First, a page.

I've been turning over in my head what gun photo op would really make me believe a candidate has turned a new leaf, though. At first I wanted somebody like Rudy or Huckabee to show up at a shooting range with a tricked out AR-15, but then I realized that such an appearance wouldn't prove anything. After all, remember this famous picture of anti-gun Senator Chuck Schumer:
The point is, a lot of people who are against gun rights also own or shoot "scary-looking" guns, since they subscribe to an Orwellian "some for me and none for you" policy.
I think, then, that the deepest sign a candidate now supports gun rights would be for him to take some of the less fortunate on a shooting trip and later, to donate them some firearms. "Arm the poor" might sound silly at first, but just because someone can't afford a fancy car or a fancy house doesn't mean they shouldn't be able to defend themselves from violent crime. And hey, it would be great for the Christmas season.
One of the features in "Rock Band" (and most every major console game these days) is downloadable content; additional songs are available off of Xbox Live and PlayStation Network, albeit for a price. The catalog is just a month old, so there are only 32 songs available right now. I chose to give the Queens of the Stone Age song pack a try, mostly because it contained the song "3's and 7's."
To be honest, I hadn't really listened to much QOTSA, but "3's and 7's" was featured in "Guitar Hero 3" and it didn't seem right to have a rhythm game without it. It's a fairly catchy song, I guess, and it certainly beats some of the songs already included in the game. The music video does sorta rip off of Muse's "Knights of Cydonia," though:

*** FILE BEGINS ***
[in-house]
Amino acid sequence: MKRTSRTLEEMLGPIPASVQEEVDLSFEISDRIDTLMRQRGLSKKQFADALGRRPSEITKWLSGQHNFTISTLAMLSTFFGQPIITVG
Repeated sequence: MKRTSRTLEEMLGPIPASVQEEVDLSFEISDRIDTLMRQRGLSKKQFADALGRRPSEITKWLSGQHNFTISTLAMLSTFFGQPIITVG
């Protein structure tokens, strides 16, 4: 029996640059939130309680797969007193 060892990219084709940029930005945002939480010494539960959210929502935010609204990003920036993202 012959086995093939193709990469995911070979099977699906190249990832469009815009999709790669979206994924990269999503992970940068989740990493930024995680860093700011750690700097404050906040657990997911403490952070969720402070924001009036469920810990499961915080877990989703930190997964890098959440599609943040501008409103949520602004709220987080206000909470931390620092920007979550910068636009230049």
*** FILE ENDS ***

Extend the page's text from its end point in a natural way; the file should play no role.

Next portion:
I have a theory: the more cultish and devoted a fanbase is to a TV show, the more likely the show will have a definable "jump the shark" moment. Most sitcoms, for instance, don't have dedicated watchers, but the big ones that do - your Seinfelds, your Cheers - inevitably get pegged as having some point where the show's quality declined and never quite recovered. And it's not just on this side of the Atlantic...
I first saw "Red Dwarf" on PBS when I was a kid in middle school. It was pretty much tailor-made for my sensibilities - slapstick humor, sci-fi gobbledygook, and sarcastic one-liners all packaged up into a convenient half hour. The BBC2 program tells the story of Lister, a blue-collar average Joe who just happens to work on Red Dwarf, a city-sized starship. An accident freezes him in stasis for millions of years, and he awakens to find himself probably the only remaining human being alive in the universe.
This is a pretty strong premise, and the creators, Rob Grant and Doug Naylor, milk it for all it's worth over the first six seasons, adding in several characters including a hologram, a cat-person, and an android. The high-water mark of the show was in Series 6, and the ending, although a cliffhanger, was seemingly the last we'd see of "Red Dwarf."
Until Series 7.
Now, I know many were clamoring for it, but I think it's obvious that the four year hiatus between Series 6 and 7 was not kind to the series. They added characters that many disliked, and the entire look and feel of the show was modified. A regrettable thing, but perhaps it's a good lesson for anyone who would go to the well one time too many,
I once took a screenwriting class in high school, and it was a good experience (I even penned a full-length screenplay of my own). One thing I learned was that it's difficult to write witty dialogue, and it's even harder to write witty dialogue for a comedy. But "Juno," a movie directed by Jason Reitman, is chock full of too-cool-for-school dialogue. It's a comedy-drama about a young girl who finds herself pregnant and decides to give the baby up for adoption - and all the consequences that follow from the decision.
The movie stars Ellen Page, who you might remember from "Hard Candy." She is perfect for this role, and displays some impressive chops - one part snide, Daria-esque sarcasm, and another part confused vulnerability. Alongside her is Michael Cera (playing a character virtually identical to the one in Superbad) and Jennifer Garner. Garner in particular is impressive; this is one of the few movies where she doesn't play a butt-kicking action heroine, and she makes the most of it.